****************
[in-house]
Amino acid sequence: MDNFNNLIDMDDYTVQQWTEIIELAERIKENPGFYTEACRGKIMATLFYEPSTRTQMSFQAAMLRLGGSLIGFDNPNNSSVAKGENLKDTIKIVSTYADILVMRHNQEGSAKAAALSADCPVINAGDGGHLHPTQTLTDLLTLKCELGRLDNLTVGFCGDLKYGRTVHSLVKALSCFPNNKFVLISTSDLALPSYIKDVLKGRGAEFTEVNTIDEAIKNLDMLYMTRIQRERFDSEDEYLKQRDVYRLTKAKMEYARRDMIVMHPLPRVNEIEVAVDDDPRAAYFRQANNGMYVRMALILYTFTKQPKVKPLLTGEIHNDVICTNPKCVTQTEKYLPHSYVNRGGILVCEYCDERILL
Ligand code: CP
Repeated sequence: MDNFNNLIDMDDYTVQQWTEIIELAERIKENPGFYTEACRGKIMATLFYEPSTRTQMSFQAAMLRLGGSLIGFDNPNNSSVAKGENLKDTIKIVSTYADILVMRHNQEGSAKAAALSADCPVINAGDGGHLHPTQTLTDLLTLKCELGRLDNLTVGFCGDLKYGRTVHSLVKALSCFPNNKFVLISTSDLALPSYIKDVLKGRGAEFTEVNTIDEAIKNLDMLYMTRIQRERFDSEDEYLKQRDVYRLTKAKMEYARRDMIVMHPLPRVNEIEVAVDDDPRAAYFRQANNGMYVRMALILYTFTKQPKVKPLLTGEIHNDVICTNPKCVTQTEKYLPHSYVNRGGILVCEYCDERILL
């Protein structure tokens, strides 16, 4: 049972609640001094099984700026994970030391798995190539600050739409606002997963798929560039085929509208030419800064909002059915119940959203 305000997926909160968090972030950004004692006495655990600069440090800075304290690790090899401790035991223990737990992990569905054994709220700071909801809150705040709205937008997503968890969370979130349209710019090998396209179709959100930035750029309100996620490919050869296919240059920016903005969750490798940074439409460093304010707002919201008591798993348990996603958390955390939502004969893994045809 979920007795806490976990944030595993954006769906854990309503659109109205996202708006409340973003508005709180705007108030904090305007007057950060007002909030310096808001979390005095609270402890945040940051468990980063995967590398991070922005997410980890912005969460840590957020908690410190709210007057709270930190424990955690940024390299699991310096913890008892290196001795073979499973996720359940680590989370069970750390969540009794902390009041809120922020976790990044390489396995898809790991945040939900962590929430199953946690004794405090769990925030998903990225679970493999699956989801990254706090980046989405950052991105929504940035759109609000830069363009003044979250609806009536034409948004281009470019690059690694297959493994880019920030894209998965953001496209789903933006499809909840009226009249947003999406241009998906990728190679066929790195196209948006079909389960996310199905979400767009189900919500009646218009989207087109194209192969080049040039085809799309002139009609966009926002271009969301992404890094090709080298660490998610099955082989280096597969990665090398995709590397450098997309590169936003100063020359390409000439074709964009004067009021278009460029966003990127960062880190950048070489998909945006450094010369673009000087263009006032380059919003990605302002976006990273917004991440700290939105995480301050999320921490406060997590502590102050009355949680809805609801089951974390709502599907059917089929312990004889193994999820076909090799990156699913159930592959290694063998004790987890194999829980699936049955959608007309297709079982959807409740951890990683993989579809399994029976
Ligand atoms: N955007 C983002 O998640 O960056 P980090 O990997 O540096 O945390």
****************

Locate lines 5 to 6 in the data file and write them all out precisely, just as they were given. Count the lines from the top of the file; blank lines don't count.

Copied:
């Protein structure tokens, strides 16, 4: 049972609640001094099984700026994970030391798995190539600050739409606002997963798929560039085929509208030419800064909002059915119940959203 305000997926909160968090972030950004004692006495655990600069440090800075304290690790090899401790035991223990737990992990569905054994709220700071909801809150705040709205937008997503968890969370979130349209710019090998396209179709959100930035750029309100996620490919050869296919240059920016903005969750490798940074439409460093304010707002919201008591798993348990996603958390955390939502004969893994045809 979920007795806490976990944030595993954006769906854990309503659109109205996202708006409340973003508005709180705007108030904090305007007057950060007002909030310096808001979390005095609270402890945040940051468990980063995967590398991070922005997410980890912005969460840590957020908690410190709210007057709270930190424990955690940024390299699991310096913890008892290196001795073979499973996720359940680590989370069970750390969540009794902390009041809120922020976790990044390489396995898809790991945040939900962590929430199953946690004794405090769990925030998903990225679970493999699956989801990254706090980046989405950052991105929504940035759109609000830069363009003044979250609806009536034409948004281009470019690059690694297959493994880019920030894209998965953001496209789903933006499809909840009226009249947003999406241009998906990728190679066929790195196209948006079909389960996310199905979400767009189900919500009646218009989207087109194209192969080049040039085809799309002139009609966009926002271009969301992404890094090709080298660490998610099955082989280096597969990665090398995709590397450098997309590169936003100063020359390409000439074709964009004067009021278009460029966003990127960062880190950048070489998909945006450094010369673009000087263009006032380059919003990605302002976006990273917004991440700290939105995480301050999320921490406060997590502590102050009355949680809805609801089951974390709502599907059917089929312990004889193994999820076909090799990156699913159930592959290694063998004790987890194999829980699936049955959608007309297709079982959807409740951890990683993989579809399994029976
Ligand atoms: N955007 C983002 O998640 O960056 P980090 O990997 O540096 O945390």